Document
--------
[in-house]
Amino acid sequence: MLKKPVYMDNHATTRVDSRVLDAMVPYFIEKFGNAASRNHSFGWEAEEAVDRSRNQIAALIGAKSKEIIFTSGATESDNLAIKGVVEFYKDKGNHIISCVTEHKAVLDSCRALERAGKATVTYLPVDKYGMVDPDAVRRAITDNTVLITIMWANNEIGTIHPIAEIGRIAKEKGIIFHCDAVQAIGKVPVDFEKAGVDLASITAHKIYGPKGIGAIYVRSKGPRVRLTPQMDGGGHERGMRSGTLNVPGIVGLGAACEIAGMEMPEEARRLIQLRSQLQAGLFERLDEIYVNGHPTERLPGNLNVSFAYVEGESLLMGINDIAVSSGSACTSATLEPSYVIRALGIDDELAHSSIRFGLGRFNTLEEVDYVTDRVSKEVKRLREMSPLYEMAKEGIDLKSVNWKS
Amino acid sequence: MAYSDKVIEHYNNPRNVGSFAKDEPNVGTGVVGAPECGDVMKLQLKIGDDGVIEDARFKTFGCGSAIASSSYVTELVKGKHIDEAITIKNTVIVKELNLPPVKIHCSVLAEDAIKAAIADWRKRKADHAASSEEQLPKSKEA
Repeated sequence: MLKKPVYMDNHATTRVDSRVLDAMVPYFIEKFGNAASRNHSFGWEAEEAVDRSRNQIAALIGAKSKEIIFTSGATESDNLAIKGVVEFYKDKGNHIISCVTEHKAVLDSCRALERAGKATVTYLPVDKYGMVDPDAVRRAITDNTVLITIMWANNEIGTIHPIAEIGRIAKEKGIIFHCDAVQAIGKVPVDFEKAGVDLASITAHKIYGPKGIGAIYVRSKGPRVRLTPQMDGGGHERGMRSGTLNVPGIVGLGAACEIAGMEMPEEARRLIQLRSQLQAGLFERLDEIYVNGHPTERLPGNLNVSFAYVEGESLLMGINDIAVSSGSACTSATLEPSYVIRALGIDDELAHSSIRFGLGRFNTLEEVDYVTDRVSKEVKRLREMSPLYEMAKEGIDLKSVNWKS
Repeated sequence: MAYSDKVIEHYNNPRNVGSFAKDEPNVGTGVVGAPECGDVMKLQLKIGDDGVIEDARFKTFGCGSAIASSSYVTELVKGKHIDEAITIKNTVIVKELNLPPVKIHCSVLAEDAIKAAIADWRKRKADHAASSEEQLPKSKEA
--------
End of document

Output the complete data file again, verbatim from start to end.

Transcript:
[in-house]
Amino acid sequence: MLKKPVYMDNHATTRVDSRVLDAMVPYFIEKFGNAASRNHSFGWEAEEAVDRSRNQIAALIGAKSKEIIFTSGATESDNLAIKGVVEFYKDKGNHIISCVTEHKAVLDSCRALERAGKATVTYLPVDKYGMVDPDAVRRAITDNTVLITIMWANNEIGTIHPIAEIGRIAKEKGIIFHCDAVQAIGKVPVDFEKAGVDLASITAHKIYGPKGIGAIYVRSKGPRVRLTPQMDGGGHERGMRSGTLNVPGIVGLGAACEIAGMEMPEEARRLIQLRSQLQAGLFERLDEIYVNGHPTERLPGNLNVSFAYVEGESLLMGINDIAVSSGSACTSATLEPSYVIRALGIDDELAHSSIRFGLGRFNTLEEVDYVTDRVSKEVKRLREMSPLYEMAKEGIDLKSVNWKS
Amino acid sequence: MAYSDKVIEHYNNPRNVGSFAKDEPNVGTGVVGAPECGDVMKLQLKIGDDGVIEDARFKTFGCGSAIASSSYVTELVKGKHIDEAITIKNTVIVKELNLPPVKIHCSVLAEDAIKAAIADWRKRKADHAASSEEQLPKSKEA
Repeated sequence: MLKKPVYMDNHATTRVDSRVLDAMVPYFIEKFGNAASRNHSFGWEAEEAVDRSRNQIAALIGAKSKEIIFTSGATESDNLAIKGVVEFYKDKGNHIISCVTEHKAVLDSCRALERAGKATVTYLPVDKYGMVDPDAVRRAITDNTVLITIMWANNEIGTIHPIAEIGRIAKEKGIIFHCDAVQAIGKVPVDFEKAGVDLASITAHKIYGPKGIGAIYVRSKGPRVRLTPQMDGGGHERGMRSGTLNVPGIVGLGAACEIAGMEMPEEARRLIQLRSQLQAGLFERLDEIYVNGHPTERLPGNLNVSFAYVEGESLLMGINDIAVSSGSACTSATLEPSYVIRALGIDDELAHSSIRFGLGRFNTLEEVDYVTDRVSKEVKRLREMSPLYEMAKEGIDLKSVNWKS
Repeated sequence: MAYSDKVIEHYNNPRNVGSFAKDEPNVGTGVVGAPECGDVMKLQLKIGDDGVIEDARFKTFGCGSAIASSSYVTELVKGKHIDEAITIKNTVIVKELNLPPVKIHCSVLAEDAIKAAIADWRKRKADHAASSEEQLPKSKEA